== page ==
This is why the minimum effort to preserve the trail would be to put up trail markers, according to Alan Schiegg, co-chairman of the Denton County Historical Commission Chisholm Trail Project. The National Park Service may also have its own markers.

Schiegg describes little signs frequently found along the trail today as white concrete obelisks a few feet off the ground with the words “Chisholm Trail” painted in black vertically. Some counties have round brass medallion signs with a longhorn image in the middle framed by stars on the top and a chain of cactus on the bottom, with an inscription that reads, “Going up the Chisholm Trail, Texas, 1867.”

Other efforts underway are visitor-viewing experiences such as museums, viewing platforms, cultural centers and so on.

“Right now, Denton County really does not have any visitor viewing experience,” Alan says, “Many other counties do, so that will be our logical next step.”

A national research study in 2009 on US Heritage Travel by Mandela Research found that 78 percent of all US leisure travelers participate in cultural and/or heritage activities while traveling, which translates to 118.3 million adults each year. On average, cultural and heritage visitors spend $994 per trip, versus the average U.S. traveler spending $611.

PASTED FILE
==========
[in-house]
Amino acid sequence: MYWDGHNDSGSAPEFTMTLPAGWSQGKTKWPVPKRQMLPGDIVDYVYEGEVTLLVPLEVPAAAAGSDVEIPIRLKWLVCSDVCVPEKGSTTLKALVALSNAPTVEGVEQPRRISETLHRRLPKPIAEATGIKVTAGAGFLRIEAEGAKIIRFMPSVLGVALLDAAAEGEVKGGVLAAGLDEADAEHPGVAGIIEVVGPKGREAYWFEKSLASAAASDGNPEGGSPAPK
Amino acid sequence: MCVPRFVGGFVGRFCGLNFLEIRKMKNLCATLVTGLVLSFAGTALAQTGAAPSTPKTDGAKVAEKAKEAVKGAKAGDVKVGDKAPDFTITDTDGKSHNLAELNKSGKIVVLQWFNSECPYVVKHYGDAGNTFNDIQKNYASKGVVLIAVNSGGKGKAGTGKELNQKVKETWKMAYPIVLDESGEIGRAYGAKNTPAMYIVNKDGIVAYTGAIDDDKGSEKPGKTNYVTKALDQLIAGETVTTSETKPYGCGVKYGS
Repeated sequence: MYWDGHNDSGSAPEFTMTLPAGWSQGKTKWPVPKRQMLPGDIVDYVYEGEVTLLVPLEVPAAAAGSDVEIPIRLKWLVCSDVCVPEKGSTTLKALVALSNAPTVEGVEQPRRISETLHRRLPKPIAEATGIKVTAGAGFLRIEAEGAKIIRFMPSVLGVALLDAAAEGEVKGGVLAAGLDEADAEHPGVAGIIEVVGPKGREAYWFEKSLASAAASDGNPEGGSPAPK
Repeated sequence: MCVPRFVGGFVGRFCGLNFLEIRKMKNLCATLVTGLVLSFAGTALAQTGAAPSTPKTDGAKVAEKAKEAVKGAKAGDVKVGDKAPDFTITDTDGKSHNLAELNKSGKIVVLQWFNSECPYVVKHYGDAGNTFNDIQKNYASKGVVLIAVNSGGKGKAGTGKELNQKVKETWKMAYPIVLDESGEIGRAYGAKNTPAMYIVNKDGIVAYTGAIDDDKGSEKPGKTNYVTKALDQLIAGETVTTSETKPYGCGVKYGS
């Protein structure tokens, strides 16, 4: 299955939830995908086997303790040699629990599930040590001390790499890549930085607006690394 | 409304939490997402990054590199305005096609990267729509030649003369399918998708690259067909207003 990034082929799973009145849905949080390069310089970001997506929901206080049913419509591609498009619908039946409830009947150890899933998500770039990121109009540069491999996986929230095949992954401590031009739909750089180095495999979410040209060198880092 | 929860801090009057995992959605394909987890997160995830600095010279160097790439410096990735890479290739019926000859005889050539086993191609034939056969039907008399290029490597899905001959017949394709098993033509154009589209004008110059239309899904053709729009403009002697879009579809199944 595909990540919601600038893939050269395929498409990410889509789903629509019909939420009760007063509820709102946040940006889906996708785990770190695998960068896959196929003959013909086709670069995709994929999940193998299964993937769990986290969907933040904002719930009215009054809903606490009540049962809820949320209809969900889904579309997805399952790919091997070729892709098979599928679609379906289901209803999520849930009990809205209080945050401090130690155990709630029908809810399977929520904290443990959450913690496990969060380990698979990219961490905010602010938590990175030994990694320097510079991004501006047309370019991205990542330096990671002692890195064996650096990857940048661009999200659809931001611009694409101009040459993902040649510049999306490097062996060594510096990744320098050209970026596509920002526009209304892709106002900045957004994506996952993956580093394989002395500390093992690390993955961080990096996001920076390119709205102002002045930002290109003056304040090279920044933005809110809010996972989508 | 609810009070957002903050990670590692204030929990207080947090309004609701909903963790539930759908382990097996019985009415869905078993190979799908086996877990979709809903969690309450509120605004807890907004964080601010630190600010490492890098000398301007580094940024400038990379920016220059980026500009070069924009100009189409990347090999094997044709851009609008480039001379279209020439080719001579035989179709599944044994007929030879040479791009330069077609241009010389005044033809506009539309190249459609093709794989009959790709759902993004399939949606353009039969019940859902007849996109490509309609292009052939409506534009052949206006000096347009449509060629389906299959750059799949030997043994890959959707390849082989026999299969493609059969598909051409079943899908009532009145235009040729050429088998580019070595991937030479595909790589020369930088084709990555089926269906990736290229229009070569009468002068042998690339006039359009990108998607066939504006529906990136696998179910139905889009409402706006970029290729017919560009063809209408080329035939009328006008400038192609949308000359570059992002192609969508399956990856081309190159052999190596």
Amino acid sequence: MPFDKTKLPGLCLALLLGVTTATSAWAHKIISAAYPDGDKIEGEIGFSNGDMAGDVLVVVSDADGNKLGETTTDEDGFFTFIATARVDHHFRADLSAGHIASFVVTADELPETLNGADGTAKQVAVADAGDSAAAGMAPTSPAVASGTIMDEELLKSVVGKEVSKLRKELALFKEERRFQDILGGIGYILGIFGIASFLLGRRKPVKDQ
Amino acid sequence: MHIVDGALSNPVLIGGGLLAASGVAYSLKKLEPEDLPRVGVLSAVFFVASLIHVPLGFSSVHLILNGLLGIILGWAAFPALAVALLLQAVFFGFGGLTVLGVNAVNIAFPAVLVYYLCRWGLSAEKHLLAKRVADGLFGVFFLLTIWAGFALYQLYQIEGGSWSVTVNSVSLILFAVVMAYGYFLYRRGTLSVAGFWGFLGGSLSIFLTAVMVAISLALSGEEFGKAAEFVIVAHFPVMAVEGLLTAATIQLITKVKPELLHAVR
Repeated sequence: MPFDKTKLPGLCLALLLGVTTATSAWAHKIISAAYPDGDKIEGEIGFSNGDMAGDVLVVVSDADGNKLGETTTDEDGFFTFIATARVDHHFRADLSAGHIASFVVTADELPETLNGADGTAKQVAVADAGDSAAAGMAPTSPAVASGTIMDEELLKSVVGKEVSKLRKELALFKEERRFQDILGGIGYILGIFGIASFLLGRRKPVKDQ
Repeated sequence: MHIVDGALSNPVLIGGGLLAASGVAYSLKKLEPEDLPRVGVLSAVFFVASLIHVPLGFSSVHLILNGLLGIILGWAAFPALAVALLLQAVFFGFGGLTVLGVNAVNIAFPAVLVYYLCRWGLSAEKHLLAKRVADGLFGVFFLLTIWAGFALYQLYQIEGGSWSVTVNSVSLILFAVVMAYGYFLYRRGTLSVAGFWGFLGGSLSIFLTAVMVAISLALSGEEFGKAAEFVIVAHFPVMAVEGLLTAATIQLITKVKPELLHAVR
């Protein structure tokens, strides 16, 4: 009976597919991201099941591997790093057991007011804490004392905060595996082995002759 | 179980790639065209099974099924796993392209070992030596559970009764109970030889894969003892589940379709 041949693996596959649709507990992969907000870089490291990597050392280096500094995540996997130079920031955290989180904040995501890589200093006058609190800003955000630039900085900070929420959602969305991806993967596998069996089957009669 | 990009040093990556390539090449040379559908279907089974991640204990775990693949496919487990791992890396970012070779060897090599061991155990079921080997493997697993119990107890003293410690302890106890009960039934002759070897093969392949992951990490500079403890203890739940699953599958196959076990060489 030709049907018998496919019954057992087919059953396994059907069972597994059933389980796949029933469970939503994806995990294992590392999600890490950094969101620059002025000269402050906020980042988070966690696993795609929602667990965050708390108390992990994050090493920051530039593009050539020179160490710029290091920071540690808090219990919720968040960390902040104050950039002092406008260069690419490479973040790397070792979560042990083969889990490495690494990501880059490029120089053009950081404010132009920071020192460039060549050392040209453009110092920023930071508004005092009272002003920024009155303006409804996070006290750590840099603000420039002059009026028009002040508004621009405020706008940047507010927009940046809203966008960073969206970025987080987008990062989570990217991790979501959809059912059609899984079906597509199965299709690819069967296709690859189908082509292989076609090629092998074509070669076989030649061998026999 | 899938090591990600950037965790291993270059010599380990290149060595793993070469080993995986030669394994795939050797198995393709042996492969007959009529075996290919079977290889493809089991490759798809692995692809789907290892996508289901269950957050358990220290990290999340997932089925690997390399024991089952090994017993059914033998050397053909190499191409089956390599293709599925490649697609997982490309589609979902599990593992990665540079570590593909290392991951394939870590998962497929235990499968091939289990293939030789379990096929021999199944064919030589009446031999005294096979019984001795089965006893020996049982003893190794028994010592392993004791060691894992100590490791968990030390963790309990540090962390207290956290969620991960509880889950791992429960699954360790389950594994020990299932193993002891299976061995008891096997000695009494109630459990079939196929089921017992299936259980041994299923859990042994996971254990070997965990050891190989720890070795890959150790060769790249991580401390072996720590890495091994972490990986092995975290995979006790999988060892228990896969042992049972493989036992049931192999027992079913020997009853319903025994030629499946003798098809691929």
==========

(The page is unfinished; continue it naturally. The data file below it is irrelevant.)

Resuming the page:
“When people are in the area (along the Chisolm Trail) they are going to find out about this national trail even if they are not heritage tourism-minded. When people travel, they want to experience the area,” Kim says.

The Chisholm Trail is an important historical route that benefitted the economy back then and also today. The national designation will put it on the rader of future visitors who might otherwise miss Denton.

You can’t hear the twangy drawls and soft singing of cowboys lullabying longhorns under starry nights on the endless prairie anymore. The hostiles are gone now, along with the cattle drives, cowboys and the trail itself. But the adventures of Jim, John and all the rest live on along the Chisolm Trail.